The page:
There simply are not enough nets and games to go around for this new-look three-headed monster, and who knows how it plays out moving forward.

“I don’t know those details, ins and outs,” Elliott said. “You just have to come here with a smile on your face and ready to play when called upon. I’ll never turn down a start. It’s a coach’s decision. I’m available and I just want to help the guys.”

Elliott will back up Hart for Thursday’s game against Montreal, and likely Saturday’s outdoor game at Lincoln Financial Field, but after that, who knows where it all goes with the trade deadline on Monday.

You have to believe general manager Chuck Fletcher would like to find a playoff-bound team that could use a veteran goaltender like Elliott, but his injury history could scare a handful of teams away.

Fletcher also needs to evaluate Talbot moving forward, and determine if he’s the goaltender who solidified the Oilers' net from 2015-17, which included Edmonton’s only playoff appearance in the past 13 years, or if he’s the player that has seen his play take a tailspin over the past 18 months.

Even Talbot would like to figure that part out.

“That’s a hard question to answer,” Talbot said. “Anytime your numbers slip like that, you always look internally. I’m never looking at anything else. I’m always looking at what I can do different on a given night. I’m not the kind of guy to place blame on anything else but myself. I just have to find that confidence again and hopefully I can do it behind this group.”   

Click here to download the MyTeams App by NBC Sports! Receive comprehensive coverage of your teams and stream the Flyers, Sixers and Phillies games easily on your device.

More on the Flyers

Flyers respond to Radko Gudas suspension; Philippe Myers to play a bigger role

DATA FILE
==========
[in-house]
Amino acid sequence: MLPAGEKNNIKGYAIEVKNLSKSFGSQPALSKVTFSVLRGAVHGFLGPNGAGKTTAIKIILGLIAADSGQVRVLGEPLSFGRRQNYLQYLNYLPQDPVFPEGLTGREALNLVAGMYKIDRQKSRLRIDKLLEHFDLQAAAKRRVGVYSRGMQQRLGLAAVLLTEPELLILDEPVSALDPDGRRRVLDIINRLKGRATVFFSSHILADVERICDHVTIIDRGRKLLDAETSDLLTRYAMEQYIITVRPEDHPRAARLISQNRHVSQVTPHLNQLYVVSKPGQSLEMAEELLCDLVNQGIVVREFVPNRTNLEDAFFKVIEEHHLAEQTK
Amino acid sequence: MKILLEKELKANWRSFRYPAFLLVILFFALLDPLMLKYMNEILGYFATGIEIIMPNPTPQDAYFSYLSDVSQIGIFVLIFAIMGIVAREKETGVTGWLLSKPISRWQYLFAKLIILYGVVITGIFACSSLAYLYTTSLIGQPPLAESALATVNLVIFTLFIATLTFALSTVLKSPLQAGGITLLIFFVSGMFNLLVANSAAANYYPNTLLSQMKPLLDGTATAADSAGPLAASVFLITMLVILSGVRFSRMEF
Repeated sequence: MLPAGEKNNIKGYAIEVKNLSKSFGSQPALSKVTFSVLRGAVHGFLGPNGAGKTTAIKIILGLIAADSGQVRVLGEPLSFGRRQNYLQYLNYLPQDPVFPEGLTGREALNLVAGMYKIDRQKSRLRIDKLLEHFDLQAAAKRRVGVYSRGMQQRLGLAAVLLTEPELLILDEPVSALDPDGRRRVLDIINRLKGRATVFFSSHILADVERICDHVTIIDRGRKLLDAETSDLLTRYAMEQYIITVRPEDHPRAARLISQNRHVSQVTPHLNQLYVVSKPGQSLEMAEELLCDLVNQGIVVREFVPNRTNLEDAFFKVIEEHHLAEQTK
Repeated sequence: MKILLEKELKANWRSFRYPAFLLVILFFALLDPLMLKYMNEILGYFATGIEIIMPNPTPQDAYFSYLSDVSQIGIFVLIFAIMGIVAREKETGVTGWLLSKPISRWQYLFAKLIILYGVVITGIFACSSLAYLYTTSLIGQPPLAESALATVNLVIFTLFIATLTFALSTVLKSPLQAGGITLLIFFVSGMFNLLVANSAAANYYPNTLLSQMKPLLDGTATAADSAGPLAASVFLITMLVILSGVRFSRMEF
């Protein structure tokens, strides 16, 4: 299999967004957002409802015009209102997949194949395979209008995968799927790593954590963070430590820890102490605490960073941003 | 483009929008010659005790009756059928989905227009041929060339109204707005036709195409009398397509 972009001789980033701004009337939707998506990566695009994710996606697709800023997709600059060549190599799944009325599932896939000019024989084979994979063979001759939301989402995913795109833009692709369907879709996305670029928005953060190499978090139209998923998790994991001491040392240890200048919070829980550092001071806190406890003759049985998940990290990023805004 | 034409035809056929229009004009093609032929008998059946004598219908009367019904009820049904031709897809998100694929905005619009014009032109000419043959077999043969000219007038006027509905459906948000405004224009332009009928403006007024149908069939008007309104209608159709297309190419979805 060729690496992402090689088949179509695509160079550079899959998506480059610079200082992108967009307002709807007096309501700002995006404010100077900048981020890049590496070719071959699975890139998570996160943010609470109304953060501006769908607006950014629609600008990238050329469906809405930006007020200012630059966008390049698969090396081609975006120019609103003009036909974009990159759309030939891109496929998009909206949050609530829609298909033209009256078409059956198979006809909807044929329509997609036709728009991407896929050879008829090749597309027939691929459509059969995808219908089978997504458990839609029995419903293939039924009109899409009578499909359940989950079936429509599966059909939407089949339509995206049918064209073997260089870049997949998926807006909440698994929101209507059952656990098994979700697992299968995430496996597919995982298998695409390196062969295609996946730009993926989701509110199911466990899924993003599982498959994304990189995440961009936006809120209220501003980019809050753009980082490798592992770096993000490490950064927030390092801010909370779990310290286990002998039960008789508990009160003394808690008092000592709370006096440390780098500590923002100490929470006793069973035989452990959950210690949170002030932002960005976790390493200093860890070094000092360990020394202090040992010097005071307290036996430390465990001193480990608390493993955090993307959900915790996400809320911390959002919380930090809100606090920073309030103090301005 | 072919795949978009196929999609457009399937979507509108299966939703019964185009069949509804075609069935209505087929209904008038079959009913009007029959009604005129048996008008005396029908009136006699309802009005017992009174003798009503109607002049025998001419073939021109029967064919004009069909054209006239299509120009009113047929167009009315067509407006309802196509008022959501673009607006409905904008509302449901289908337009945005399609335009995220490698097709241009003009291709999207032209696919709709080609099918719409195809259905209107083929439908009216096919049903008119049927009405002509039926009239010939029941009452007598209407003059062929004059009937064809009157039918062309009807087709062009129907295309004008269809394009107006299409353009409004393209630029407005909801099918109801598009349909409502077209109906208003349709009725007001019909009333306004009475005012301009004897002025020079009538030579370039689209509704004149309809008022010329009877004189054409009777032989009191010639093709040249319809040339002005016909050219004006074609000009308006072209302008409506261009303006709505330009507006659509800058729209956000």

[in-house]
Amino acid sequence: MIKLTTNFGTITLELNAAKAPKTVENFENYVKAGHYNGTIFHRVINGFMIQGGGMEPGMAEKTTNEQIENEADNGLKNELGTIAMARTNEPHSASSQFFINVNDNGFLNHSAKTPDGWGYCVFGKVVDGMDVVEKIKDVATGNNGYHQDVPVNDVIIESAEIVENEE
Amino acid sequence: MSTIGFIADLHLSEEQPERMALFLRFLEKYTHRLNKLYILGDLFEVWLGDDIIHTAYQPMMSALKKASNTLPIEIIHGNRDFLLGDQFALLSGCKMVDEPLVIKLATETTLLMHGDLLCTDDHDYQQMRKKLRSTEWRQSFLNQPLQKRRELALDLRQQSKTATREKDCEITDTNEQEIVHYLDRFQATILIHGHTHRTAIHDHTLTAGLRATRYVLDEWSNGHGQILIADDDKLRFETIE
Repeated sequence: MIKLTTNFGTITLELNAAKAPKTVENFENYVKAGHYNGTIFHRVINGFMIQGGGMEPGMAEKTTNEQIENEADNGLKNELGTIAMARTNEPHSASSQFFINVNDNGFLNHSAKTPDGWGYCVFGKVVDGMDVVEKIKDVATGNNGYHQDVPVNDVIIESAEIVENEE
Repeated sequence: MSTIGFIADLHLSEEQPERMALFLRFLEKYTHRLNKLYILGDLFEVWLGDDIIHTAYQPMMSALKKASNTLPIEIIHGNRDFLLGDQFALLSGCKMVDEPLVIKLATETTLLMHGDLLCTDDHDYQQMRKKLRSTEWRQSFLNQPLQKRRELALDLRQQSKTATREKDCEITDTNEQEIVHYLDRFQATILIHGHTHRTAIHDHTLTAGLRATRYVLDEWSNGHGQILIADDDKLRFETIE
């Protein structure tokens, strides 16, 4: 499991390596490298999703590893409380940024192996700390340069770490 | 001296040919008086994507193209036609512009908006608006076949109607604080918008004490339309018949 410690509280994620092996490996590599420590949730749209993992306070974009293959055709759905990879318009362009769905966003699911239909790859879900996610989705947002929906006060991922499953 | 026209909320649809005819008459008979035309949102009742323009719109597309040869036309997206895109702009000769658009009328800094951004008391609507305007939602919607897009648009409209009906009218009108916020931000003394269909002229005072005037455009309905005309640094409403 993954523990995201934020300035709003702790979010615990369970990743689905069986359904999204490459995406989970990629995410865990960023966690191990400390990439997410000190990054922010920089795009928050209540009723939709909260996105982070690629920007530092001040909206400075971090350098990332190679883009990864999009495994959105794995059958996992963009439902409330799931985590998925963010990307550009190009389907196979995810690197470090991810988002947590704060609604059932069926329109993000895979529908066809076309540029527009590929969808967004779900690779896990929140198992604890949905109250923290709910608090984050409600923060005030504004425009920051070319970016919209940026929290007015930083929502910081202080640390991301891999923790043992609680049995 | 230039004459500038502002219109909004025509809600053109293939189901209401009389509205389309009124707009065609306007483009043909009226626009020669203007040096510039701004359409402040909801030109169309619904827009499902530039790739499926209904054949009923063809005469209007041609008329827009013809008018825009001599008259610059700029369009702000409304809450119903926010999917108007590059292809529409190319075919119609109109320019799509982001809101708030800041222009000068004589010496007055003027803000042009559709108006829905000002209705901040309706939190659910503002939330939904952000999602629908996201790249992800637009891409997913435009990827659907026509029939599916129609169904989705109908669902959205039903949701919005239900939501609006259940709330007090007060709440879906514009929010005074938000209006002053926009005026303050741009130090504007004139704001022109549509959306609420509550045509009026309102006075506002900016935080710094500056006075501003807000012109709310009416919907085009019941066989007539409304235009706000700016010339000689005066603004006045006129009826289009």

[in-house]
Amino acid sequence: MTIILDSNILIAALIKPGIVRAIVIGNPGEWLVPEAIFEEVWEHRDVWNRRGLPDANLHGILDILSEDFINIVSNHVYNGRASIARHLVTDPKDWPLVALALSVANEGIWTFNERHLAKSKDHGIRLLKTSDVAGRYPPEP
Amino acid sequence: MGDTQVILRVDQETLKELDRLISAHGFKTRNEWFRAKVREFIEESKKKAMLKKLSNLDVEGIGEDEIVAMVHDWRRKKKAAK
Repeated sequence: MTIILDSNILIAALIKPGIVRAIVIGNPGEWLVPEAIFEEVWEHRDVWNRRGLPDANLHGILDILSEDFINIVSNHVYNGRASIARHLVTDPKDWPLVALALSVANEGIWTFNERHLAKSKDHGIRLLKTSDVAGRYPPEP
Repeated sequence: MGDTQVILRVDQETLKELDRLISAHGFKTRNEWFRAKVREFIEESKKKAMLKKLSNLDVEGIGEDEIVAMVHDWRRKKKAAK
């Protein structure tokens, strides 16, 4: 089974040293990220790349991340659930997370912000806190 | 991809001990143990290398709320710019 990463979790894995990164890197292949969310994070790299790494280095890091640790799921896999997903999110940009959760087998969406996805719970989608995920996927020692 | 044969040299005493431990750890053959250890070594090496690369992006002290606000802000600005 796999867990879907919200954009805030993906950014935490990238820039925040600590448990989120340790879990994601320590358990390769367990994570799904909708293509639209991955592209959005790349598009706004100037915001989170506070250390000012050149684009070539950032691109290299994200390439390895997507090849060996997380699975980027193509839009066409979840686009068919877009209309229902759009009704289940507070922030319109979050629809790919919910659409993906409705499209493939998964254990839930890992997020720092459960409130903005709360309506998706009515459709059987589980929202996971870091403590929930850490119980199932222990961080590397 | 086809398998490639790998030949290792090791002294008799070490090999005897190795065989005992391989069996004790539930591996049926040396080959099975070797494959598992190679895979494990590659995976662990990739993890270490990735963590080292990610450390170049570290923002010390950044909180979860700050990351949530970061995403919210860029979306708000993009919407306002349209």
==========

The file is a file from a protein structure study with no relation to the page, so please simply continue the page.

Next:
Flyers respond to Radko Gudas suspension; Philippe Myers to play a bigger role

MONTREAL — Scott Gordon didn’t think Radko Gudas came down that hard on Nikita Kucherov and realizes the league could have come down a lot harder on Gudas.

“It certainly could have been worse,” the Flyers' interim head coach said Thursday. “You never know how it’s going to go. He did it and nobody got hurt obviously, but there’s some history there.” 

Gudas declined to comment on his recent two-game suspension, obviously displeased that he’ll also miss Saturday's Stadium Series game against the Penguins during a critical point of the Flyers' season (see story)

Thursday night marks the third game Gudas has missed. The physical, shot-blocking defenseman has been one of the Flyers' more consistent players on the blue line and Gordon admitted there’s some uncertainty among the Flyers' defense core without him.

“He’s played so well that he’s one guy I haven't had to worry about,” Gordon said. “He’s obviously a big loss for us and has played a lot of really good hockey for us.”

The Flyers are 12-2-1 in the five weeks since Gordon paired Gudas with Robert Hagg, which, in turn, has helped the Flyers stabilize the back end.

With Gudas’ suspension and the integration of 22-year-old Philippe Myers, Gordon has elected to shuffle up his blue line by pairing Hagg with Andrew MacDonald, a duo that spent the majority of last season together.  

That leaves Myers, playing in his second NHL game, looking to find some chemistry and cohesion with Shayne Gostisbehere. Give Gordon some credit for having the foresight to play Myers on Sunday in Detroit, which went a long way toward developing his comfortability for Thursday's game against the Canadiens.

“It’s huge for sure. I was a little nervous in that first game,” Myers said. “Those first couple of shifts I settled in a bit, but tonight I’m just going to focus in on my game and keep it simple.”

“I think he’s going to go into this game a lot more sure of himself,” Gordon said. “This is a great opportunity for him and I have no doubts that he’s going to do well.”

As the Flyers' seventh defenseman in that 3-1 win, Myers saw time with four different defensemen (see story). Against Montreal, he’ll be paired mainly with Gostisbehere. They took three shifts together in Myers' debut, but still, there’s some unfamiliarity that exists between them.

“We had a little chat after morning skate and we’ll try and talk a lot out there,” Myers said. “We’re two good players and we’re going to try and make plays out there, keep it simple and play our game.”

Click here to download the MyTeams App by NBC Sports! Receive comprehensive coverage of your teams and stream the Flyers, Sixers and Phillies games easily on your device.

More on the Flyers